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Here’s why your credit score matters – and how to improve your rating



Lenders want to lend to those with high credit scores as they are considered the least risky borrowers (Photo: Shutterstock)
Lenders want to lend to those with high credit scores as they are considered the least risky borrowers (Photo: Shutterstock)

Your credit score is one of the most important factors lenders look at when deciding to accept or reject your application, along with how much they are willing to lend you and at what interest rates.

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Whether you are looking to borrow hundreds of thousands of pounds through a mortgage or just want a £500 credit card limit, if you have a very poor credit score you’re likely to be rejected. However, if your score is excellent, you’ll not only normally be accepted but also offered the best possible interest rates.

Lenders want to lend to those with high credit scores as they are considered the least risky borrowers to lend to. On the other hand, those with a poor credit score are considered riskier and, as a result, lenders will either reject the application or charge a higher interest rate to try and mitigate their risks. If you do have a poor score you may still be able to borrow as there are some lenders who specialise in lending to those with a poor credit scores.

The good news is that you can easily see what your credit score is by checking it for free online and, if you have a poor credit score, there are ways of improving it.

How to improve your credit score

A misconception about credit scores is that only those who have not managed debt well in the past can have a poor credit score. This is not the case as someone who has never borrowed money through a finance company, such as a bank or car loan company, will likely have a poor score. The reason for this is because if you have never borrowed money there is no way of determining how responsible you are with debt and how good you are at repaying the money you owe, which results in a poor credit score.

Luckily, building up a credit history is one of the easiest ways of improving credit scores. For example, taking out a credit card, even if it has a small limit will also help to increase your credit score. If you are currently saving towards a house deposit, it would be worth considering building up a good credit history at the same time as saving to help improve your chances of being accepted when applying for your first mortgage.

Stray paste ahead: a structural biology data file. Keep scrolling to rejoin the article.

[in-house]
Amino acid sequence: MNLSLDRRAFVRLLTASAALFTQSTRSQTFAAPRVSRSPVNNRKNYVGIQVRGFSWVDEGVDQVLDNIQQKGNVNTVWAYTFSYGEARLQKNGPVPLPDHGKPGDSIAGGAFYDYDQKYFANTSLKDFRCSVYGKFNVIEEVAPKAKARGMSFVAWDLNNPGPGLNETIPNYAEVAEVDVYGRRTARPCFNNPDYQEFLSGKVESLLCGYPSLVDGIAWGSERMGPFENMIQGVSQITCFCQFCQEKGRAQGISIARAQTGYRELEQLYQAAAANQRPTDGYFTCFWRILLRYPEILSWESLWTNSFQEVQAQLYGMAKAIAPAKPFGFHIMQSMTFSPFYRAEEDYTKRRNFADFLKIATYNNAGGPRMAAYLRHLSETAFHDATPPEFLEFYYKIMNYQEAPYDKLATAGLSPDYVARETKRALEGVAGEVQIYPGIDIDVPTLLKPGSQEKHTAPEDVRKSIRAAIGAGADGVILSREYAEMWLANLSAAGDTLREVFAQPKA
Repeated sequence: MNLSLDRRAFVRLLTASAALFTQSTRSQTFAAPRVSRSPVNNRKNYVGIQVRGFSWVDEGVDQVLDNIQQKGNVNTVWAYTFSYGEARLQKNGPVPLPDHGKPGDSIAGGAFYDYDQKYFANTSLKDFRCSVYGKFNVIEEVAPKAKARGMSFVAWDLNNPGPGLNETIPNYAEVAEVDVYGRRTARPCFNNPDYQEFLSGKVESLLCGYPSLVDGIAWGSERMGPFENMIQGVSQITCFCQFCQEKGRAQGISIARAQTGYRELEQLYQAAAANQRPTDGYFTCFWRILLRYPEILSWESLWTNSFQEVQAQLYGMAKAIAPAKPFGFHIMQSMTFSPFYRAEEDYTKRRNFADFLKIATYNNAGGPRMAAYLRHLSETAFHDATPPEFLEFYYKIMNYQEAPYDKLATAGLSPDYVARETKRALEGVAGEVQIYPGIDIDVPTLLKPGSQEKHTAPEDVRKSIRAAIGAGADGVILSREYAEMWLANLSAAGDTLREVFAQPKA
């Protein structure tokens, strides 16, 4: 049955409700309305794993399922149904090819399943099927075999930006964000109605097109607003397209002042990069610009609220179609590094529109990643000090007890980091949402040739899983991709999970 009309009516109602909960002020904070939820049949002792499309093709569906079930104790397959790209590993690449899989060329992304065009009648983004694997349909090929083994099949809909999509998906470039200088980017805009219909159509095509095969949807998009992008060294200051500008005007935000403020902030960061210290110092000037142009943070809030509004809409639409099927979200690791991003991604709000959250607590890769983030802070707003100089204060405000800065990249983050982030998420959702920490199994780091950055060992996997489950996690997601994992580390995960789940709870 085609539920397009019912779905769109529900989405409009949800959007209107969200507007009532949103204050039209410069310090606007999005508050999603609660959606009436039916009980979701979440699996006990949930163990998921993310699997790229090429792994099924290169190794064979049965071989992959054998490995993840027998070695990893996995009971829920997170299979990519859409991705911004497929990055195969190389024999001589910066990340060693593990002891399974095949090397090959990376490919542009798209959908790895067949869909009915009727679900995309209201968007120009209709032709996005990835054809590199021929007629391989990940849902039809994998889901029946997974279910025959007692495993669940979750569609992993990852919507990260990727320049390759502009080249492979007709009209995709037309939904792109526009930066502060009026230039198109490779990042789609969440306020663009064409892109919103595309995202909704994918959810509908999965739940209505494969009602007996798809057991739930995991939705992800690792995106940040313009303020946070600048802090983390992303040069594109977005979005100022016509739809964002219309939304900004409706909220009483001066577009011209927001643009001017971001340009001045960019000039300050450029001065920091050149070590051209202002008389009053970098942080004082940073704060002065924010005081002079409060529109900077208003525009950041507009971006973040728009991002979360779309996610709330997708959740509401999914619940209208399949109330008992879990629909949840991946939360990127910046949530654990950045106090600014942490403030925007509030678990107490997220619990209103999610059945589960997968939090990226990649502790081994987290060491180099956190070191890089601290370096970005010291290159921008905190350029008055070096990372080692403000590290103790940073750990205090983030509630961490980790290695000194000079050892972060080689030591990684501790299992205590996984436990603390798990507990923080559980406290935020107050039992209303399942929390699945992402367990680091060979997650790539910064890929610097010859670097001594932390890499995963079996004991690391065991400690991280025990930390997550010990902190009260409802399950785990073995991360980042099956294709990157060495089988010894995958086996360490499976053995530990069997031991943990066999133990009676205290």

If you have a very low credit score, there are credit cards available that are designed to help you rebuild your credit score. Known as credit repair cards, these cards usually have much lower maximum limits than other types of credit cards, but you should be aware that they often have high APR, which means they can be a very expensive way to borrow. If you have one of these cards, you should only borrow what you can afford to repay in full each month to avoid interest being added.

It will come as no surprise that clearing existing debts and keeping up with debt repayments will help to improve your credit score. Along with this, making above-minimum payments on credit cards and keeping your credit card balances as low as possible will also help improve your score.

If you are struggling financially and have missed payments, made late repayments or come to a repayment agreement with your lender as a result, this will likely impact your score. Although the good news is that this will not stay on your credit file forever and is normally removed after a maximum of six years. As well as this, if you have taken a mortgage, credit card or loan repayment holiday for a maximum of six months due to being financially impacted by the Covid-19 pandemic this will not be noted on your credit file.

Improving your credit score isn’t just about building up a credit history and managing existing debt, however, as there are some much more simple ways of improving your score. For example, being on the electoral roll will improve your credit score, as well as closing any accounts, cards or loans that have been fully repaid.

As well as thinking about your own credit history, if you have joint finances with a partner, for example a joint bank account, it means that you are financially linked. As a result, if your partner has a poor credit history it could impact your own credit score. Even if you split with your partner, including getting a divorce, you can still remain financially linked unless you financially disassociate yourself from your ex-partner.